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A caveat on California

By Patrick Burnson, Executive Editor
April 14, 2011

Although California exports continue to surge, the news is not all good, say economists. In the case of the latest figures, foreign buyers were banking on continued weakness in the U.S. dollar by snapping up a wide range of relatively inexpensive American products from soybeans to aircraft. 

As we reported here earlier in the week, Beacon Economics’ analysts expect continued moderate growth in exports…but not without caveats.

Analysts noted that the growth in exports is partly a function of solid growth in foreign nations—particularly developing economies. The rapid pace of inflation in developing nations relative to the United States has been putting pressure on the real value of the dollar, which is now 15 percent cheaper than it was in 2005 relative to a basket of developing nation currencies.

Beacon also disputed the often-cited belief that exports might have been slowed in February by anticipation of the disruptive effects New Year’s holiday celebrations have on economic activity throughout much of Asia.

On the plus side for California exporters, the dollar has fallen 6 percent so far this year against a weighted basket of currencies from America’s major trading partners. Most forecasts call for the dollar to move even lower as the year through this year.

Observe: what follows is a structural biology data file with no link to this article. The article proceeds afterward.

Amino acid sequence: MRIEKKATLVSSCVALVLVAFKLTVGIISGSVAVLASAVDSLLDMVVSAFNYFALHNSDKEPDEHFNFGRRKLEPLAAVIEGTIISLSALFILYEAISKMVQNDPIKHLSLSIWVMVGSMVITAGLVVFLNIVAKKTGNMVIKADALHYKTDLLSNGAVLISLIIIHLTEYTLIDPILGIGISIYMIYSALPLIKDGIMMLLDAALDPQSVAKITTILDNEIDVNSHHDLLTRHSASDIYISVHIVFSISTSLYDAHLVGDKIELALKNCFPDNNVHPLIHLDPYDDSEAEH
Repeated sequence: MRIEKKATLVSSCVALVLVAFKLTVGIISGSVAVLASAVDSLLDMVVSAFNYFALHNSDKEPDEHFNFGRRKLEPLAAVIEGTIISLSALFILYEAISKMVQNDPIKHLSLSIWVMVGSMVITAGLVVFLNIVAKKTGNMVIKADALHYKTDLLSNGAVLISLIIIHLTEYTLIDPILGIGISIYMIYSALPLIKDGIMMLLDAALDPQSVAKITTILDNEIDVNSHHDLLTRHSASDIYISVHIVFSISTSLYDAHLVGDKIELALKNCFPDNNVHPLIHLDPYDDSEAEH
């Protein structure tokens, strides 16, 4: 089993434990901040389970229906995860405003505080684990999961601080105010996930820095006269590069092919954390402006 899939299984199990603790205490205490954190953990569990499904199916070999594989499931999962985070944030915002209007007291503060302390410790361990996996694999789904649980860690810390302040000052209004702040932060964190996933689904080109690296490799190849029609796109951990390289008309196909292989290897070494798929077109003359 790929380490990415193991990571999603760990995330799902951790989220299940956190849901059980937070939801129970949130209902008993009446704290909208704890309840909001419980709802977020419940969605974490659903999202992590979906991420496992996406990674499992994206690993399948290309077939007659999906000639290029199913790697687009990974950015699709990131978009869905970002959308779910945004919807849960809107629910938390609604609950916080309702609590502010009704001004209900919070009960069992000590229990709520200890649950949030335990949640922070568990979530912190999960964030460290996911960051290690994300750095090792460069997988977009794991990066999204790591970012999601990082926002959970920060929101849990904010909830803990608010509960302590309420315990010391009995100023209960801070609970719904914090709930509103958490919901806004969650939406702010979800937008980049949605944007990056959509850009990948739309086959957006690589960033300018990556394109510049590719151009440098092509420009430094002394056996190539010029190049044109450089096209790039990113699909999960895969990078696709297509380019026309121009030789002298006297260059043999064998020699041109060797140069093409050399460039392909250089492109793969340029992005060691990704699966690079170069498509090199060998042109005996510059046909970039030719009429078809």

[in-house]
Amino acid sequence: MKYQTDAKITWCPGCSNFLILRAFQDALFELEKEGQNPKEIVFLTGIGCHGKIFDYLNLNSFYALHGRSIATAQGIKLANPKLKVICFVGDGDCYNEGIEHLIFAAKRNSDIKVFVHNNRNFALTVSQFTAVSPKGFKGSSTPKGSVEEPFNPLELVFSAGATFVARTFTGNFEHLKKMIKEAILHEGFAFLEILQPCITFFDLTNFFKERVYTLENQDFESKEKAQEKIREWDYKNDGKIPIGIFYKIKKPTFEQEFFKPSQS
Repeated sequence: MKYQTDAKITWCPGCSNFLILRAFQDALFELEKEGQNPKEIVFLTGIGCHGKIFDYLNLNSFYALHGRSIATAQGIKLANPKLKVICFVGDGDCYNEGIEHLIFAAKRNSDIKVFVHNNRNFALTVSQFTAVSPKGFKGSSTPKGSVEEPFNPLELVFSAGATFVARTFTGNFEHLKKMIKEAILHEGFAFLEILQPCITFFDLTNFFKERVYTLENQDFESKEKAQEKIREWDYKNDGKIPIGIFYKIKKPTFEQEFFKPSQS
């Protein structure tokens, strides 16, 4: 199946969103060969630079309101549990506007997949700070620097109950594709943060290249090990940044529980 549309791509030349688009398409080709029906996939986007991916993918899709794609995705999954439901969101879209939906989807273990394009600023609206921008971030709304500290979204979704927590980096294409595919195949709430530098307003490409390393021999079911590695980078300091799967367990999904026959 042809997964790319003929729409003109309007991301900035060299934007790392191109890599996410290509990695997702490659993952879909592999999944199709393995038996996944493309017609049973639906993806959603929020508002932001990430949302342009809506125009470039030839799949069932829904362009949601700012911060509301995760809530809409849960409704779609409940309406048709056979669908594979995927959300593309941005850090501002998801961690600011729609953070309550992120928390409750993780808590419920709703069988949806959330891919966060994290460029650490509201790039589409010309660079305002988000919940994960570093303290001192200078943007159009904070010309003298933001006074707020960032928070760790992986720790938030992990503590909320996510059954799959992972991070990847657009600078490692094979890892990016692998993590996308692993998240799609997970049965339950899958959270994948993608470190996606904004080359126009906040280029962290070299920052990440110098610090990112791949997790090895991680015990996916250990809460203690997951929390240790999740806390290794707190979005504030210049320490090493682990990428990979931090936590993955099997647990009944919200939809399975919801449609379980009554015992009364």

The earthquake and tsunami that devastated northeastern Japan and the subsequent nuclear disaster will roil trade for months but should be offset to some extent by a surge in shipments of relief supplies and reconstruction materials, Beacon noted.

And as our other bloggers have agreed, the biggest wild card right now (“arguably,” said Beacon) involves the price of fuel.

For related articles click here.

About the Author

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Patrick Burnson
Executive Editor

Patrick Burnson is executive editor for Logistics Management and Supply Chain Management Review magazines and web sites. Patrick is a widely-published writer and editor who has spent most of his career covering international trade, global logistics, and supply chain management. He lives and works in San Francisco, providing readers with a Pacific Rim perspective on industry trends and forecasts. You can reach him directly at .(JavaScript must be enabled to view this email address).


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